Still, the unfolding battle is novel, thematic and unpredictable, offering a real sense of the heroes desperately rushing to fulfill a quest while titanic events beyond their control transpire in the background. It gives heroes another priority to juggle as it’s often essential they get involved somehow, even if only as a damage sponge, to slow the inexorable advance of the clock. And because the classes are not equal in their ability to impact the battle, each player is given a sense of specialization which, along with the random nature of events, helps prevent an experienced one from bossing the others around.

The core concepts of a cooperative quest driven by an external battle mini-game work very well

Unfortunately, the need to pause, draw cards from up to three decks, and make associated dice rolls adds yet more administrative overhead and further frustration to an already slow game. It’s a similar story for events, which are keyed to a set of narrative paragraphs in the rulebook, and there’s further narration to introduce each scenario. Not only do these add more pauses for little gain, but they also won’t make much sense unless you’re playing the board game alongside the D&D module.

Should you buy Dragonlance: Warriors of Krynn?

Cards and board tiles from Dragonlance: Warriors of Krynn on a white surface

(Image credit: Future)

It’s hard to escape a sense that Warriors of Krynn had a rushed or underfunded development cycle. The weak components suggest that, as does the gameplay which contains some truly great ideas but falls apart around the edges with excessive busywork and faceless opponents.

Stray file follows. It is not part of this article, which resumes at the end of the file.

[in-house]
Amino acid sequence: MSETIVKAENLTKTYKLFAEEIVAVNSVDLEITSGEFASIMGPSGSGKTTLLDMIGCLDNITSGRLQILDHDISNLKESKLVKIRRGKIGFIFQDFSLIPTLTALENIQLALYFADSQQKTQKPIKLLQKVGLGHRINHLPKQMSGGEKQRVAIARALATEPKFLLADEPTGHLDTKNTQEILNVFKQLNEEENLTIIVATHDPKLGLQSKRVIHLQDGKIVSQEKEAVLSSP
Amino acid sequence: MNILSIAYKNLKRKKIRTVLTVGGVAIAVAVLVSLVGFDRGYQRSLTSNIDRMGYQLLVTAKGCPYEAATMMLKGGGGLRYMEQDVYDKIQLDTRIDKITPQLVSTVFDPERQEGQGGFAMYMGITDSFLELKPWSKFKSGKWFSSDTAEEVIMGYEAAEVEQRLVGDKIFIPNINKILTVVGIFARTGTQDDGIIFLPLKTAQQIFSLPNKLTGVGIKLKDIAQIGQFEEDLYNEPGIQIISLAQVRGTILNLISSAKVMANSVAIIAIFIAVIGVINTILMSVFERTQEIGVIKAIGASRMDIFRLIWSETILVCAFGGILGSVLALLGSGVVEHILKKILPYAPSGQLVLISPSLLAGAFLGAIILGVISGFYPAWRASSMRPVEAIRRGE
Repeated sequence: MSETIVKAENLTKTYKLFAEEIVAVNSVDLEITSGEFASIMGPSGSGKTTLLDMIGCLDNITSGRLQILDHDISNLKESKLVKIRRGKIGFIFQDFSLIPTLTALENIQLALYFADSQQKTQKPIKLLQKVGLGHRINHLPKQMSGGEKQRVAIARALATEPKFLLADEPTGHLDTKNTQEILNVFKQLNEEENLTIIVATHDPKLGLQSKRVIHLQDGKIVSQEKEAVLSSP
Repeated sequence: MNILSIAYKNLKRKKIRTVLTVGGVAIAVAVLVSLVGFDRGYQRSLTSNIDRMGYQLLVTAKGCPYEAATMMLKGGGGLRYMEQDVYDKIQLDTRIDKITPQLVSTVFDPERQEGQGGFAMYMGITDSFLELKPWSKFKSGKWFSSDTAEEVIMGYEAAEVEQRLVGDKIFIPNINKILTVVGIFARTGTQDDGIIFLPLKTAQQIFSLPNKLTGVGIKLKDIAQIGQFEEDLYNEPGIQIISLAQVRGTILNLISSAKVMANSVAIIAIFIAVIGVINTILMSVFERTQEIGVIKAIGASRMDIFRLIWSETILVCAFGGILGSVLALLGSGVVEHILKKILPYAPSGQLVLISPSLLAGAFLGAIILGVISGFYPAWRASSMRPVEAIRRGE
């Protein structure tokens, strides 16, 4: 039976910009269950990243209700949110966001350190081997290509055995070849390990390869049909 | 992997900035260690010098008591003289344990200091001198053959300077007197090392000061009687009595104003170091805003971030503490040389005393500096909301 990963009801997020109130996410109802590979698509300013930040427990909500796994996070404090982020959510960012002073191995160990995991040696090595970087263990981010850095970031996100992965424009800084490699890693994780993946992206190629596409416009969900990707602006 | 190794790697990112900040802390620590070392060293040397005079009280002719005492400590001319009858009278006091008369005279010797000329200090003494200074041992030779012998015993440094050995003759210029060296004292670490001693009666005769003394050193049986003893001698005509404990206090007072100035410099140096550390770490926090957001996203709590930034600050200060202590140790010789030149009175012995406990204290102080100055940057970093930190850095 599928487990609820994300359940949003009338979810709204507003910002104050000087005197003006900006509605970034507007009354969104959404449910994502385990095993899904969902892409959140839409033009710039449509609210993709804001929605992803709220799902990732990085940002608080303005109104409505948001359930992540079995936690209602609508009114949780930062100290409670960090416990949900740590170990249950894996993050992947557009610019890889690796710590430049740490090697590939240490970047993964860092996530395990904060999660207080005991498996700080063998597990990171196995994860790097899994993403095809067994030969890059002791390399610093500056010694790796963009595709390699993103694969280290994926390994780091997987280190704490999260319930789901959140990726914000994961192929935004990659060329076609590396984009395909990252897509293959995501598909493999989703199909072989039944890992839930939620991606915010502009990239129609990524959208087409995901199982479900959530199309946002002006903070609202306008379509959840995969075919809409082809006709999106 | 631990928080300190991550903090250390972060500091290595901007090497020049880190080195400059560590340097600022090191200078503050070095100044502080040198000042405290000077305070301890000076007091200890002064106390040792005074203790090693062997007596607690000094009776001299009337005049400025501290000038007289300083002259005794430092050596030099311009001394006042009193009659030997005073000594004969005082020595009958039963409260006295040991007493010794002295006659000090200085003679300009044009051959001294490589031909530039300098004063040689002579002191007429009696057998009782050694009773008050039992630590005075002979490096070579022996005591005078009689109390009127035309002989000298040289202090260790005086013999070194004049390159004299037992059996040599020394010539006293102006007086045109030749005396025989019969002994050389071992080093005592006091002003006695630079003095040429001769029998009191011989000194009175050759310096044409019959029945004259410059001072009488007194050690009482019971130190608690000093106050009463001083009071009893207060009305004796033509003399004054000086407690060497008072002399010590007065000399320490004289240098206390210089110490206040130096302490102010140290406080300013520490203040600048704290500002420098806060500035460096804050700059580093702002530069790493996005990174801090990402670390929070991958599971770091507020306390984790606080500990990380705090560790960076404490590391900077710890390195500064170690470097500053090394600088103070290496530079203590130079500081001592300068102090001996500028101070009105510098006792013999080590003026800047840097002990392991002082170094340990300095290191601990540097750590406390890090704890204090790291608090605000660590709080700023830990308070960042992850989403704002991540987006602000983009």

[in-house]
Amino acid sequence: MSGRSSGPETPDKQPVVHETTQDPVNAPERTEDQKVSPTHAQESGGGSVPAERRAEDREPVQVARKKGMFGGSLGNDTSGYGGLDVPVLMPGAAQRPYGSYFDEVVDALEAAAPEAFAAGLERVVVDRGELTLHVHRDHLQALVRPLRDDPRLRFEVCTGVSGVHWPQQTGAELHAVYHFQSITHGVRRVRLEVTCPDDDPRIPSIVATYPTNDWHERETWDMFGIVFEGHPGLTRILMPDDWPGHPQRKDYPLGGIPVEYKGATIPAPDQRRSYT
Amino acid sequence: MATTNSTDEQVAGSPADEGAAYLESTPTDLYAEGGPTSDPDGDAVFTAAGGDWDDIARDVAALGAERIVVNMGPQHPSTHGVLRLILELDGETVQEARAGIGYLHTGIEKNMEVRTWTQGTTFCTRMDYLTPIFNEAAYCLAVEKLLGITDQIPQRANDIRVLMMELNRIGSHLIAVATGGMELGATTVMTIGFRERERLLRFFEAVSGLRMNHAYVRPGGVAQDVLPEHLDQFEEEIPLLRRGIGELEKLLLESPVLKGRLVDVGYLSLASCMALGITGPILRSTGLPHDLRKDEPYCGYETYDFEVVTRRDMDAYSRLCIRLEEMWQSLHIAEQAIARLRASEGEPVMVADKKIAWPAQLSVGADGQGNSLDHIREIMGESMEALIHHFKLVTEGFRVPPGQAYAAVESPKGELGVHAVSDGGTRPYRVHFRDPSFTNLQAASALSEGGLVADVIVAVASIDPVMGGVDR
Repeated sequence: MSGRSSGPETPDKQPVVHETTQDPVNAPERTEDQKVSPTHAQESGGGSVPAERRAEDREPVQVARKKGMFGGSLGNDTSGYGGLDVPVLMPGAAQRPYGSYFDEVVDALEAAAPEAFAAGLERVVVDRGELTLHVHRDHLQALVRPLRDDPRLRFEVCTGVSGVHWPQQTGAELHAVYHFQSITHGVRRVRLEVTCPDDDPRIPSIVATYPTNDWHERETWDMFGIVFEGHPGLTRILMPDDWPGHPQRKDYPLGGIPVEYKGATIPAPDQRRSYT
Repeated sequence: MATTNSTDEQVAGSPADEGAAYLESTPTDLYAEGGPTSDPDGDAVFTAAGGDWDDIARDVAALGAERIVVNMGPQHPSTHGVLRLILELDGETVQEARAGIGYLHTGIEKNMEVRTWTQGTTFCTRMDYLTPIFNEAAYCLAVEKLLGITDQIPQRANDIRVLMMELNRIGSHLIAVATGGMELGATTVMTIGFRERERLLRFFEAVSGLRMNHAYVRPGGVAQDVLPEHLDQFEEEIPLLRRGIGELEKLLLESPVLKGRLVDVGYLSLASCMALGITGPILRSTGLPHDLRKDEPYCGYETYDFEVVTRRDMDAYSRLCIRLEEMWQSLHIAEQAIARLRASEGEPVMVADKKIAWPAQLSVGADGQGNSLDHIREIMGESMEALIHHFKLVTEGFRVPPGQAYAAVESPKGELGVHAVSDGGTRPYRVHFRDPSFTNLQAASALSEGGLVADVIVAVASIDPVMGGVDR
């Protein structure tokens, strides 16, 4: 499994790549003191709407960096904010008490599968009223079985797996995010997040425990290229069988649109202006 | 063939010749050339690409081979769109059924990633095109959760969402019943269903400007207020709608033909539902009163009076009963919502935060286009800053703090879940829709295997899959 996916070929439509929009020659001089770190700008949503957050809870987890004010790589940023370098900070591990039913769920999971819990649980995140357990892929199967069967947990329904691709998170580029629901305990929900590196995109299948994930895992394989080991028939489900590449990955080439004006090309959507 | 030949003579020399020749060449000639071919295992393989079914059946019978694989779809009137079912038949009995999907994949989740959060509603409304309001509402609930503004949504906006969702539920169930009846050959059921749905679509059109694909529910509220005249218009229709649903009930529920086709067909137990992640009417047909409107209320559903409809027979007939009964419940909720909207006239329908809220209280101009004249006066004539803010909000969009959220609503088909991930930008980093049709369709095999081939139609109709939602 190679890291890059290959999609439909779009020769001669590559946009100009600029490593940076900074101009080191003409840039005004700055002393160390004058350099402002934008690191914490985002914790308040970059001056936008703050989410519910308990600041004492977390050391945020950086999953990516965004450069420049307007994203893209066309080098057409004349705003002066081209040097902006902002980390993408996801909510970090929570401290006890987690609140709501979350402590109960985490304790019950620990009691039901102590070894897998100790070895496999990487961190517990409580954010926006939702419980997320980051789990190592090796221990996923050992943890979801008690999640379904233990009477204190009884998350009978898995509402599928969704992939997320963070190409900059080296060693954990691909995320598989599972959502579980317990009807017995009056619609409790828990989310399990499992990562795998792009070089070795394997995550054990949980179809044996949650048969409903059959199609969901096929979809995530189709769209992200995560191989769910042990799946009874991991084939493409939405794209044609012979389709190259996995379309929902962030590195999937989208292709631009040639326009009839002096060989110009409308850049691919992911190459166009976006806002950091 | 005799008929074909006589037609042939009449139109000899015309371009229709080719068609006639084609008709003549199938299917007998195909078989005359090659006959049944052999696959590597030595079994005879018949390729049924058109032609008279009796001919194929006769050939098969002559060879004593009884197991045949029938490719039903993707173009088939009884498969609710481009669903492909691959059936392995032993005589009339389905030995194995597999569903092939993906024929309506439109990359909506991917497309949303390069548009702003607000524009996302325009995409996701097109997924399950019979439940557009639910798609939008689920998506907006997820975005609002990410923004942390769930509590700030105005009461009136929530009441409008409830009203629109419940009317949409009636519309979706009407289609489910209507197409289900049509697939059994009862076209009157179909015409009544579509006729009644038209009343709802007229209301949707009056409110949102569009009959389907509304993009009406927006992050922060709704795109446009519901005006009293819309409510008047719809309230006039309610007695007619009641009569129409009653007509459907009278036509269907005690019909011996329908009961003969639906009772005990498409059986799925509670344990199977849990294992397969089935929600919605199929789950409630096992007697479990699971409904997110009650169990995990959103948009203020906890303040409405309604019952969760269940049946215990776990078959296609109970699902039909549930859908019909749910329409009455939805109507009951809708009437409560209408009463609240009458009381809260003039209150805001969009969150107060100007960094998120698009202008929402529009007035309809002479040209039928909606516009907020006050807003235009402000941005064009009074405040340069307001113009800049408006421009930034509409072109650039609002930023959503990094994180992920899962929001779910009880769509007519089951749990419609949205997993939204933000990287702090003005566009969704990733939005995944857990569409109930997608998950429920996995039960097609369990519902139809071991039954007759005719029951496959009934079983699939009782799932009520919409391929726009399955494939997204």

That’s a shame, because the core concepts of a cooperative quest driven by an external battle mini-game work very well, providing plenty of challenges with an unusual thematic standpoint. It works better as an accompaniment to the Shadow of the Dragon Queen module than it does stand-alone and, hopefully, that’ll be enough exposure for that kernel of a great idea to survive and develop elsewhere.

Buy it if...

You want to use it with your D&D campaign
Because it's so closely tied to Shadow of the Dragon Queen and directly impacts that story, you'll get the most out of this game if you're also playing the D&D adventure. 

You're a Dragonlance fan
Because it takes place in the beloved setting of Dragonlance (and puts you in the middle of its biggest conflict), this is worth a look for any fans of the series. 

Don't buy it if...

You aren't interested in the D&D campaign
Because this game was designed to tie in with Shadow of the Dragon Queen, it doesn't make as much sense if you're not also playing through that book.

Lots of admin annoys you
There is a lot of admin overhead overhead for Warriors of Krynn - extensive setup, organizing cards, and a lot of dice rolls kill the game's momentum. 

How we tested Dragonlance: Warriors of Krynn

I played multiple sessions of Dragonlance: Warriors of Krynn to get a sense for its mechanics and longevity. Because I was also reviewing the accompanying Shadow of the Dragon Queen book, I could better see how they interacted with one another. 

For more information on our process, see how we test products.

This copy of the game was provided by Asmodee. 

For more recommendations, check out the best board games, essential board games for 2 players, and the best tabletop RPGs.

More info

Available platformsTabletop Gaming
Matt Thrower

Matt is a freelance writer specialising in board games and tabletop. With over a decade of reviews under his belt, he has racked up credits including IGN, Dicebreaker, T3, and The Guardian.